About the Author & Presenter

Cliff Garvey is a co-founder of the Assisi Project. He is a graduate of the University of Southern Maine, Saint John Seminary College, and the Catholic University of America. Cliff is a writer, spiritual director, retreat leader, and university lecturer. He also serves as Associate Minister of the Catholic Community of Gloucester & Rockport in Massachusetts where his ministry focuses on adult faith formation. Thank you for listening to A Prayer for America. These audio recordings are produced by the Assisi Project, Inc. For more information about the Assisi Project: A Fellowship of Franciscans in Spirit and our ministries for adults of all ages and backgrounds, please contact Cliff at cgarvey@assisiproject.com. Copyright 2021. All rights reserved. May the Lord give you peace!



Saint Paul writes: “Rejoice always, pray without ceasing, give thanks in all circumstances; for this is the will of God in Christ Jesus for you (1 Thessalonians 5:16).” For centuries, Christians have puzzled over what it means to pray without ceasing. But one ancient practice provides an answer: the Liturgy of the Hours.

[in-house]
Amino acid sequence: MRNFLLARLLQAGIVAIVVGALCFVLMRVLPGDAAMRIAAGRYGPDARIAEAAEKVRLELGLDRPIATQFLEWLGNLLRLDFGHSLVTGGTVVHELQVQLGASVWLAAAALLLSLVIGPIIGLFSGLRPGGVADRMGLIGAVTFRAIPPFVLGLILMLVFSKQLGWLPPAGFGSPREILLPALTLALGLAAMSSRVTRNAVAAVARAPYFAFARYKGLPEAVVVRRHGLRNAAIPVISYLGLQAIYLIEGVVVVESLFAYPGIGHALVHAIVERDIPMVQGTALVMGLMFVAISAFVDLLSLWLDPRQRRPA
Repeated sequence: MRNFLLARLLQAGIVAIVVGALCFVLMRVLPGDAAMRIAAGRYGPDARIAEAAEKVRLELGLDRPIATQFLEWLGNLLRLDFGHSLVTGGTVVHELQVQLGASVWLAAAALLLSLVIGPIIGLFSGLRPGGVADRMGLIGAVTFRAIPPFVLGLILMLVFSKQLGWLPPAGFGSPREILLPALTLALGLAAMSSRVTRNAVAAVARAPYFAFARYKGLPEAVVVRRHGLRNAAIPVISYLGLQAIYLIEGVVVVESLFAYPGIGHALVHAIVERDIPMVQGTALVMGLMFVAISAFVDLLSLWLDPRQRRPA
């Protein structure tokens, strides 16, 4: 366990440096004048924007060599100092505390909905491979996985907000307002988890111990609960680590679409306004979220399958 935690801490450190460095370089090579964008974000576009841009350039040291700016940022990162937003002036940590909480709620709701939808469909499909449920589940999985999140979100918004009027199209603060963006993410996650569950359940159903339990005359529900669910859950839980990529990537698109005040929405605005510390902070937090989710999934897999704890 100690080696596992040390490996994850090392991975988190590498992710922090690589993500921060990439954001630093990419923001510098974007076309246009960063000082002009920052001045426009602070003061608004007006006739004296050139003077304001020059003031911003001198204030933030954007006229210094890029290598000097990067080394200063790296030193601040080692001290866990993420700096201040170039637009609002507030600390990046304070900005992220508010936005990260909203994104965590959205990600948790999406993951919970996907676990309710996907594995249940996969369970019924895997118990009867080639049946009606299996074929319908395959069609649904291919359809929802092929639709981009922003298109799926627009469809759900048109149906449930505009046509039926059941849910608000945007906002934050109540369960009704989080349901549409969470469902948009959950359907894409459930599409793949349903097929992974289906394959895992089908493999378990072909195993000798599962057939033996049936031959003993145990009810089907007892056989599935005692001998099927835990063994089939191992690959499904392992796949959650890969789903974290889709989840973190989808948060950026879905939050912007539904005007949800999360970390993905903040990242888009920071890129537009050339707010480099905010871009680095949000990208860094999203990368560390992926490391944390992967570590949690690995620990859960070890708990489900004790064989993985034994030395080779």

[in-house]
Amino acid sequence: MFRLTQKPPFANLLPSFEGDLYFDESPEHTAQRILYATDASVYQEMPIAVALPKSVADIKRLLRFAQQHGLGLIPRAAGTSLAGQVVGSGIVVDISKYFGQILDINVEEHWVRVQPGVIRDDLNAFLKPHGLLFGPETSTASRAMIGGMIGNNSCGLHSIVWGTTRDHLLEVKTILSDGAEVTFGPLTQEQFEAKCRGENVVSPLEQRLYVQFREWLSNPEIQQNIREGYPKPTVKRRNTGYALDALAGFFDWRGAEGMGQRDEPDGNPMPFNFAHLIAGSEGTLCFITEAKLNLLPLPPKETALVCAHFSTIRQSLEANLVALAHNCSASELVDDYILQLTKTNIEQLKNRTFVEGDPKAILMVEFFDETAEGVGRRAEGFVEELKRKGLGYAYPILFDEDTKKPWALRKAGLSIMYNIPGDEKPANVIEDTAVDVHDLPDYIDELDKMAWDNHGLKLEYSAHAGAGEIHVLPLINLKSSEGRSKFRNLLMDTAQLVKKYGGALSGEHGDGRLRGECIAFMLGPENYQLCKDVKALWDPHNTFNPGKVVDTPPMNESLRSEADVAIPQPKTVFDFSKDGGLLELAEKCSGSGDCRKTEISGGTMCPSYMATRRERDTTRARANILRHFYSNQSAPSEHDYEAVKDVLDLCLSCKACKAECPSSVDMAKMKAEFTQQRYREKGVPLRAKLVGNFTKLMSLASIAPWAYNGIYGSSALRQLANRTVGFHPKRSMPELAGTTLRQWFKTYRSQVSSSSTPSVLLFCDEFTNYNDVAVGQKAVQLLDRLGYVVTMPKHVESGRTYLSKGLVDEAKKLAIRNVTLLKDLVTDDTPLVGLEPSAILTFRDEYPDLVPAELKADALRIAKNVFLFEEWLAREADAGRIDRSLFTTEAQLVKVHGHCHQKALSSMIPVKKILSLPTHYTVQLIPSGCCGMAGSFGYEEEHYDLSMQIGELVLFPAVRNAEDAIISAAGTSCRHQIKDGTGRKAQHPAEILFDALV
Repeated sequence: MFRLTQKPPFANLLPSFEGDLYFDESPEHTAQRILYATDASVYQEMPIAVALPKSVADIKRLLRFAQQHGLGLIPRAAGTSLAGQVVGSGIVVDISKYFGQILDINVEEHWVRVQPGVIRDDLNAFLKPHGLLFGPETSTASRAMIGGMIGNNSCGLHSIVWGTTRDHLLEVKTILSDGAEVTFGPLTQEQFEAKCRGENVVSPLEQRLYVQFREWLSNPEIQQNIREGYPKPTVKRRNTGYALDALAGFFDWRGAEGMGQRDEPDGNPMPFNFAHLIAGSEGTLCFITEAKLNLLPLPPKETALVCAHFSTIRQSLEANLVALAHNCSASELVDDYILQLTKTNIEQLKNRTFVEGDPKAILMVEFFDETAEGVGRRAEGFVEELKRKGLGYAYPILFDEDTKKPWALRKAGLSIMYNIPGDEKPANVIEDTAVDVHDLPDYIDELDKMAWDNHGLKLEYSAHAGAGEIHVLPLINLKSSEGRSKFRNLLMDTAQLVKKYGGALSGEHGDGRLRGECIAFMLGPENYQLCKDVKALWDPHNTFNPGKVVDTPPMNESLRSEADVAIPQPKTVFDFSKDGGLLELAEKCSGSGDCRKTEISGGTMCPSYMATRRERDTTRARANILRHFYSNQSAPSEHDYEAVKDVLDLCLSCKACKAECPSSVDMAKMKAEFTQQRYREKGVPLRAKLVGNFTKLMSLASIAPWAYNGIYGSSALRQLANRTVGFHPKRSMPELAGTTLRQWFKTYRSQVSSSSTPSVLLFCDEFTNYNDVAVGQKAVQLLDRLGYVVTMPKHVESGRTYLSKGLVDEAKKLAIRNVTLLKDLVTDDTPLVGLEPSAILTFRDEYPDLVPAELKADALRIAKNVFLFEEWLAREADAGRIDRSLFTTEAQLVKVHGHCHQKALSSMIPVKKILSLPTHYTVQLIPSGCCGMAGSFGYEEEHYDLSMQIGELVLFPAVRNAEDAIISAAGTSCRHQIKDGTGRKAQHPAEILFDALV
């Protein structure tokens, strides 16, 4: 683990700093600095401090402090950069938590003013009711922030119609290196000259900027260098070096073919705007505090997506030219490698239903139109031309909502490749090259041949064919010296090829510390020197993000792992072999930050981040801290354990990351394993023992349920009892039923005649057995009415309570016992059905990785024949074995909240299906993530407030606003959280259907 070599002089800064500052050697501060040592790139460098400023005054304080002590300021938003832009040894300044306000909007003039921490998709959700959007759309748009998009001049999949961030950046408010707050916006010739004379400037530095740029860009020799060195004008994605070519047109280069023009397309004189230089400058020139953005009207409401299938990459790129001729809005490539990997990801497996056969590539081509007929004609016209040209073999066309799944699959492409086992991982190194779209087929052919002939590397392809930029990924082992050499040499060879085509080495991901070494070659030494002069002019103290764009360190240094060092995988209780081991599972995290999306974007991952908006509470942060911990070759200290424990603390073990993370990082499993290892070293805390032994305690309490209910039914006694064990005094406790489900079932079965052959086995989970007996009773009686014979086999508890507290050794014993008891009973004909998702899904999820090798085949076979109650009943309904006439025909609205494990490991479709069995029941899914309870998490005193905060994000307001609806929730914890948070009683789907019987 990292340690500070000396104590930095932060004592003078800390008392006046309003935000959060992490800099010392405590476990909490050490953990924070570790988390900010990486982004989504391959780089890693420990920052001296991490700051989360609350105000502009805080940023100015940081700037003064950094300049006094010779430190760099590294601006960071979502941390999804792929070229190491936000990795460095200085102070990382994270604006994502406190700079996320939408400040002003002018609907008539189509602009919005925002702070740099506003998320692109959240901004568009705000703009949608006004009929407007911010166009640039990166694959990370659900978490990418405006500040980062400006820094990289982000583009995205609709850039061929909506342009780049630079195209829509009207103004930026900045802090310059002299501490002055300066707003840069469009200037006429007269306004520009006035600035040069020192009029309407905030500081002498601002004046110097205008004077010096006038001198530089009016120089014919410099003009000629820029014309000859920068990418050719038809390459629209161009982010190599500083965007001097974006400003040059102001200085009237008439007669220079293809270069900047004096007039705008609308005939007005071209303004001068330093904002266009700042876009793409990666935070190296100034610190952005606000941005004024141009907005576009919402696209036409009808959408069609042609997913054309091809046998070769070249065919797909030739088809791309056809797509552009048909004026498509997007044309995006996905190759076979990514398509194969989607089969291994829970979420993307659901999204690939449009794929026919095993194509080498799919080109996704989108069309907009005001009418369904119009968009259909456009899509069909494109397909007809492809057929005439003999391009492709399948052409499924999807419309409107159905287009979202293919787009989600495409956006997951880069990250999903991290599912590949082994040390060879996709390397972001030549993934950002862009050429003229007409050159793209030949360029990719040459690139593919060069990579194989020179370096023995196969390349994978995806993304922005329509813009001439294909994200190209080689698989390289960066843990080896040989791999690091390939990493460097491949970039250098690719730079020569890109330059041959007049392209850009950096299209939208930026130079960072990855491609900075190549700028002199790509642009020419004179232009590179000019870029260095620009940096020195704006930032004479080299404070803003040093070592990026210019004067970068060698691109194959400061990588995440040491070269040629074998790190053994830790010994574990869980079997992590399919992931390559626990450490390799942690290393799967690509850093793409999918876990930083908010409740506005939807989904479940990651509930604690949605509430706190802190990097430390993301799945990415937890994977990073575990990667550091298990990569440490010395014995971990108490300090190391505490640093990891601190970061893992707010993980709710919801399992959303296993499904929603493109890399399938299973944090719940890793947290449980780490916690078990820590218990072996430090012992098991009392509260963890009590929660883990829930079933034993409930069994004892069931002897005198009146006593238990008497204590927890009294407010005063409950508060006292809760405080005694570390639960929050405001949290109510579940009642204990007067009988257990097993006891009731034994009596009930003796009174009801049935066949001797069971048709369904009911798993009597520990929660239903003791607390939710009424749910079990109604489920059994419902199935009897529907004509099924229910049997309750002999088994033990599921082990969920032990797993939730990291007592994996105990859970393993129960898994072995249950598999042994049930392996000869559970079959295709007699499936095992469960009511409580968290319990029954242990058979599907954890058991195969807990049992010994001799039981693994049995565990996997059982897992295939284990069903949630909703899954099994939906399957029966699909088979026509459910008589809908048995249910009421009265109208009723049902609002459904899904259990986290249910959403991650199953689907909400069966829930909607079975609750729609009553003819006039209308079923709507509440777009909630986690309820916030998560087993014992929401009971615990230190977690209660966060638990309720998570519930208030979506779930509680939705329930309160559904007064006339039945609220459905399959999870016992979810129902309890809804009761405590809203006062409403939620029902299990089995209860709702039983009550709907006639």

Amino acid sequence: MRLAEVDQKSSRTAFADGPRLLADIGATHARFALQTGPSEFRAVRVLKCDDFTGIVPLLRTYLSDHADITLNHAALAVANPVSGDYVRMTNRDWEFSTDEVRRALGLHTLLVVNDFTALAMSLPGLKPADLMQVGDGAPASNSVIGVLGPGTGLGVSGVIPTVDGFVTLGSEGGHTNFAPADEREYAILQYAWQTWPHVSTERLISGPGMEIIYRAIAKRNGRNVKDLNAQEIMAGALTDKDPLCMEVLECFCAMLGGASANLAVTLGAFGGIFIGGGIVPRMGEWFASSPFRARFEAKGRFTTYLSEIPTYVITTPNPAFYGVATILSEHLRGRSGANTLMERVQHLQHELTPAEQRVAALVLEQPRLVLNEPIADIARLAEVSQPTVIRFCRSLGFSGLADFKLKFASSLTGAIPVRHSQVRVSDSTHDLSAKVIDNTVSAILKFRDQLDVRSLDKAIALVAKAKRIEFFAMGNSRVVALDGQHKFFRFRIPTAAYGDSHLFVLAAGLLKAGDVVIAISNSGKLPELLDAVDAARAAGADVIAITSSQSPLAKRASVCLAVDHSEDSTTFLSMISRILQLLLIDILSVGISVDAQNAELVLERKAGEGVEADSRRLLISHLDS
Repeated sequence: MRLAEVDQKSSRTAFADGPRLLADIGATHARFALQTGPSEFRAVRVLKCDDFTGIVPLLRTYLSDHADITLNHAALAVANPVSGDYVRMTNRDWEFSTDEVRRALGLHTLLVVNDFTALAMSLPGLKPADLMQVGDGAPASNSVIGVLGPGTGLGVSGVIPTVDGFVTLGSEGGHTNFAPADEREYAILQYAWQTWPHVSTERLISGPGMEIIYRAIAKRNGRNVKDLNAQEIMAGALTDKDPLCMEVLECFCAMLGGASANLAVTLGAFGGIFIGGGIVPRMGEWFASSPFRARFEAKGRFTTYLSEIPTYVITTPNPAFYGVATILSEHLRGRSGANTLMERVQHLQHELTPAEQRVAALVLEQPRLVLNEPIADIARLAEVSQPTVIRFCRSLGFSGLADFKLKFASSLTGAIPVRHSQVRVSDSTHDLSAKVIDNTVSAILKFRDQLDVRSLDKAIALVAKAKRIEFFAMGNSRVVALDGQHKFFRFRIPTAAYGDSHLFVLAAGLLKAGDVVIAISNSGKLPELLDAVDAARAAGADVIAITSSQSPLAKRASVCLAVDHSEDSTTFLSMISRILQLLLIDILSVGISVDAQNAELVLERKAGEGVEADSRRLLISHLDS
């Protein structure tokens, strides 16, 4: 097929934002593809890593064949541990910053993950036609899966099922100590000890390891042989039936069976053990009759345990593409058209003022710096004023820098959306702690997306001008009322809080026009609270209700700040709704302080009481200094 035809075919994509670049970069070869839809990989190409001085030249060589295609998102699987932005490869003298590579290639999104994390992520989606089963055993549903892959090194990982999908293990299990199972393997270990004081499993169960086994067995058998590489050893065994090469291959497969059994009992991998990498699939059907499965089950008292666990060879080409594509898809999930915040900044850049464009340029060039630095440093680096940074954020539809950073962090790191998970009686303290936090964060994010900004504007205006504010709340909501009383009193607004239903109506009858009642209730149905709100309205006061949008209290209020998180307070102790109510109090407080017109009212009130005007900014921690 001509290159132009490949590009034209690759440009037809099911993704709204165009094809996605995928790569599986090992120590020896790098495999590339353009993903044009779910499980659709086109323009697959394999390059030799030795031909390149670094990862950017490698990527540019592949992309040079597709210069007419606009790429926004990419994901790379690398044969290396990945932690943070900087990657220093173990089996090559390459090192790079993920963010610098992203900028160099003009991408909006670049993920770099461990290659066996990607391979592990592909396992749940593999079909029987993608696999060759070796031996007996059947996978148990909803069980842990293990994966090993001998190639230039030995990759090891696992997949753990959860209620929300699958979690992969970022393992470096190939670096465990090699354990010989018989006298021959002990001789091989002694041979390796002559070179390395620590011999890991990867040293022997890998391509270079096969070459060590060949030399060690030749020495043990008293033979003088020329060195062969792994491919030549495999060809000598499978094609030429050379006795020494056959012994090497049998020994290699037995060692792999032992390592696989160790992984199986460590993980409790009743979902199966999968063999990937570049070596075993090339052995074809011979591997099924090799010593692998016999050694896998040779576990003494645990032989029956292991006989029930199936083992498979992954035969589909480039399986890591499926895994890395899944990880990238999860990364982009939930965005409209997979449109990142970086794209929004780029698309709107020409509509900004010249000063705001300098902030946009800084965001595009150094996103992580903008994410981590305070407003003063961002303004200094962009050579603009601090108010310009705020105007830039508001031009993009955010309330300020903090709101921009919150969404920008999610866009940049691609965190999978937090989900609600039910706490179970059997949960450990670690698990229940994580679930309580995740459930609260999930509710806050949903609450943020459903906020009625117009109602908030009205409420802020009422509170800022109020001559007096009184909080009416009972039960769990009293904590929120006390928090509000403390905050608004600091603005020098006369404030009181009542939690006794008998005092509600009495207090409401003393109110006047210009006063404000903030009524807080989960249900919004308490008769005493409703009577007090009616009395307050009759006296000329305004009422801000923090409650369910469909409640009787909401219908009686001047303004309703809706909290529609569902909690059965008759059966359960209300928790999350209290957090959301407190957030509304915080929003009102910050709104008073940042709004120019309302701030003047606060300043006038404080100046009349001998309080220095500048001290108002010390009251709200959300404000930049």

Since the middle ages, the Church has used a daily practice of prayer called the Divine Office or the Liturgy of the Hours to mark, sanctify, and make holy the various hours of the day: morning, afternoon, evening, and night. It is based on a four week cycle of psalms, canticles, and scripture readings that call us into a deeper spiritual relationship with Christ and the Church by bringing us together through prayers of praise, petition, intercession, and thanksgiving.

At ordination, our deacons and priests make solemn promises to pray the Liturgy of the Hours every day, using a book called the Breviary. But the Divine Office is not just for the clergy and those consecrated to religious life. Countless lay people around the world make the Liturgy of the Hours part of their daily prayer and worship. Indeed, when we pray these prayers, whether alone or in community, we are united in a powerful spiritual communion that helps to heal, redeem, and consecrate our sick and suffering world.